5G Brings Deterministic, Security, and Network Slicing to Smart Grids

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By Jake Saunders | 4Q 2021 | IN-6349

5G can help support a versatile and reliable smart grid communications infrastructure.

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Energy Resource Management Becoming More Complex


Previously, ABI Research has highlighted growing interested in smart grids (IN-6336) and the role they can play to make a country’s energy supply more streamlined, flexible, and responsive to a more complex mix of energy sources. The electrical grid may have to load balance between renewables, such as wind, solar, and/or tidal, and baseline energy supplies, such as nuclear gas or oil. That flexibility will be necessary as end users migrate away from diesel/petrol engine vehicles to electric vehicles, demanding the management of electrical power to be dynamically responsive.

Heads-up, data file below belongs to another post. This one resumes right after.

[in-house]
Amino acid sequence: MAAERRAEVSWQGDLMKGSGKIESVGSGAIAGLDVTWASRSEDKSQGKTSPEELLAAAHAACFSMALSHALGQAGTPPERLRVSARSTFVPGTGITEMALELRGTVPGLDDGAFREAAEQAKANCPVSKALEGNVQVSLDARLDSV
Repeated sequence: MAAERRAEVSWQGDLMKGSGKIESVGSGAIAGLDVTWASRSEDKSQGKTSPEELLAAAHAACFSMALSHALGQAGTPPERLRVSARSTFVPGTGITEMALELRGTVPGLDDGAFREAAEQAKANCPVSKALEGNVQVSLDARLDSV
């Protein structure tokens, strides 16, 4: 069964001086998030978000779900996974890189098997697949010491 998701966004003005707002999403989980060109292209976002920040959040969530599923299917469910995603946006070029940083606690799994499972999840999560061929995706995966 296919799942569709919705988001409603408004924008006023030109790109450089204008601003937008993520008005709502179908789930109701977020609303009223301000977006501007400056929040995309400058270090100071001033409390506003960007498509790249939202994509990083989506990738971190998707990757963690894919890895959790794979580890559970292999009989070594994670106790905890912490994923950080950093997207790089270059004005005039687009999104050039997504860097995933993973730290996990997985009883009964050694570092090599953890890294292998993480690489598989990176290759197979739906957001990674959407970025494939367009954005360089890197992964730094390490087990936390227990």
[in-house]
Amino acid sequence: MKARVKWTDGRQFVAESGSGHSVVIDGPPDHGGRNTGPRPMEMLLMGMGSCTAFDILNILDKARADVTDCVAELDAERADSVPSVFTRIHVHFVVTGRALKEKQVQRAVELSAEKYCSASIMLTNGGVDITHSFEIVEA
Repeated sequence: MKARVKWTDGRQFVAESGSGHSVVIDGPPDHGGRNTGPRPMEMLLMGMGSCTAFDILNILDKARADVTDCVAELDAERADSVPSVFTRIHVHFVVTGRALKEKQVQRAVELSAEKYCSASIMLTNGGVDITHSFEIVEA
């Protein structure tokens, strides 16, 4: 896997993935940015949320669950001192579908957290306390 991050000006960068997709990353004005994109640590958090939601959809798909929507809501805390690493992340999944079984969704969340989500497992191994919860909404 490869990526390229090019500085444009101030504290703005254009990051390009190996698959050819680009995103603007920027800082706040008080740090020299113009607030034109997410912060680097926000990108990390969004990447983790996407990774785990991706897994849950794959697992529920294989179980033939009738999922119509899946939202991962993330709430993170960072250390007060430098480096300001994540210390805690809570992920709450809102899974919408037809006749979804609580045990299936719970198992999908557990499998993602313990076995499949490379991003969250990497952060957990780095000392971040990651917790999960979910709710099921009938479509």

How 5G can Benefit Smart Grids


5G can help support a versatile and reliable smart grid communications infrastructure. Smart grid communication links need to:

  • Monitor the network in real time using Internet of Things (IoT) modules.
  • Implement automatic fault isolation and power recovery in non-fault areas.
  • Enable the smart grid to locate and isolate faults based on the difference between input and output electrical current.

Differentiated 5G Deterministic Network

Smart grids, however, do raise the bar for connectivity within the electrical infrastructure domain. Key requirements include:

  • Constant Uplink Traffic Bearing Capacity– Assuring constant uplink capacity is critical for differential electrical protection. Each protection terminal sends its measurement data to and receives data from the peer end. The terminal compares the sent and received data to determine whether a fault has occurred and whether it needs to isolate the fault.